The MACD is a popular indicator among traders, used for forex trading and day trading. MACD stands for Moving Average Convergence Divergence.
Traders use the indicator to follow and establish trends showing the relationship between two price-moving averages.
Important to note also is that MACD is a lagging indicator, meaning it changes after an event in the market. Like most trading indicators, you can change the MACD settings to varying periods, as much as most traders prefer working with the default settings.
How MACD Works
The MACD indicator features three components:
1. The MACD Line displays the variance of the moving averages.
2. The Signal Line. This is a MACD line moving average.
3. The Histogram. The histogram shows the variance of the two moving averages.
The indicator essentially has two components, the signal and MACD line. MACD line is the slower main line, whereas the signal line is faster.
When the two lines come together, it is considered a convergence. When they are shifting away from each other, it is a divergence. The variance in the two moving averages is displayed on a histogram.
Sometimes, the MACD line budges atop the zero line, signaling an uptrend. A downtrend is established when the MACD line moves underneath the zero line. Traders use these indicators to determine when to enter short and long positions.
For instance, during an uptrend, the prices reach higher lows and higher highs, breaking the resistance levels; traders take it as a signal to enter long positions. On the other hand, during a downtrend, the prices reach lower lows and lower highs, breaking support levels, and traders enter short positions.
MACD Trading Strategies
Here are four key trading strategies you could employ using the MACD.
1. MACD Histogram
The histogram shows the variance of the moving averages. It features bars that display the variance. Note that the histogram increases in height when there is aggressive price movement in a single direction.
The histogram’s height reduces when there is slow market movement. When the lines move further apart, the histogram bars extend, moving away from zero.
2. The Relative Vigor Index (RVI)
The Relative Vigor Index compares a stock’s price range to the closing price and is an oscillator. Traders use the oscillator to understand oversold and overbought market conditions. Using the RVI, they can point out when a trend’s strength or momentum is solid.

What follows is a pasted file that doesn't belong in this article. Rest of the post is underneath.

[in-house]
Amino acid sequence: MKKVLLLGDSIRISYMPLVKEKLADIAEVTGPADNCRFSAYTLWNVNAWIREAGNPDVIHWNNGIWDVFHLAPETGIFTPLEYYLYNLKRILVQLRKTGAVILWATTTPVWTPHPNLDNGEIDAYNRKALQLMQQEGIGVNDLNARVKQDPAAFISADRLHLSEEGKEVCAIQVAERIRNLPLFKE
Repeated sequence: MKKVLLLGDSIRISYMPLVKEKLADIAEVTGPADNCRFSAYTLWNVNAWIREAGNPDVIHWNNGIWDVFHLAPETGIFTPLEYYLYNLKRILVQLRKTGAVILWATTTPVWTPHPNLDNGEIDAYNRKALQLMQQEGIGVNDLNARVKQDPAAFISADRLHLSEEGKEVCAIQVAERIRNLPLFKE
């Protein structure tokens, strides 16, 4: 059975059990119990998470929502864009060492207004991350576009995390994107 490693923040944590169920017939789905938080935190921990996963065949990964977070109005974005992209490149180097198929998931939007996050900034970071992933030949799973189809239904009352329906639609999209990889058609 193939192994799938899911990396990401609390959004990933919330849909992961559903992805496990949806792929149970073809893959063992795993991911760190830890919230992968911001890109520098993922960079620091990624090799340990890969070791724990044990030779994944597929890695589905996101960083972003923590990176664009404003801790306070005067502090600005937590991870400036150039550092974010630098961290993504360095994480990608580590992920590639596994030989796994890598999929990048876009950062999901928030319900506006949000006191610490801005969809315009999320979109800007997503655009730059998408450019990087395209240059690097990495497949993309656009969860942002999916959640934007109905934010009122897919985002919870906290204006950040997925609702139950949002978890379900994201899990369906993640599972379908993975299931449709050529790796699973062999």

Combining MACD and RVI is to match crosses to identify when to go long or short. Essentially, traders will use RVI to establish when to enter long or short positions and use the MACD indicator to confirm that they should go ahead.
This means the trader waits for the other indicator to cross in the same direction when one indicator has a cross. When this happens, they take a position. Traders look for the first cross from the RVI oscillator and wait for the MACD indicator to move.
3. Money Flow Index (MFI)
Money Flow Index is also an oscillator used for MACD trading. MFI focuses on both the volume and price and, as a result, generates fewer signals compared to other oscillators like RVI. It requires movements in both volume and prices to create extreme signals, which will generate fewer signals within a given time than other oscillators.
Using this strategy, traders combine crossovers of oversold/overbought signals from the Money Flow Index and MACD stock indicator. When traders get Overbought signals from the MFI, they hold back for a MACD bearish crossover. If it takes place, they enter short positions.
Likewise, they enter long positions when they get oversold signals from MFI and bullish signals from MACD.
The two moving averages of MACD can be utilized as the stochastic oscillator. Traders can use crossovers of the signal and MACD lines to identify sell and buy signals.
You get a buy indicator when the MACD line budges beyond the signal line. Conversely, bearish sell signals are created when the MACD line crosses below the signal line.
Traders need to note that the crossover strategy is lagging. This means they must wait for the movement to occur before entering a position. The crossover strategy is challenging to use during weak market movements as the prices could reach reversal points before the signals are created, creating false signals.
You can use several strategies to trade using the MACD indicator. They include crossovers, histogram, money flow index, and relative vigor index strategies.
When choosing a strategy for forex and day trading, it is essential to assess the drawbacks of the individual strategies. False signals may appear daunting to use in the beginning. However, it takes education and experience to understand the MACD indicator. It is crucial to put the strategies to the test with a simulator before using them on real money.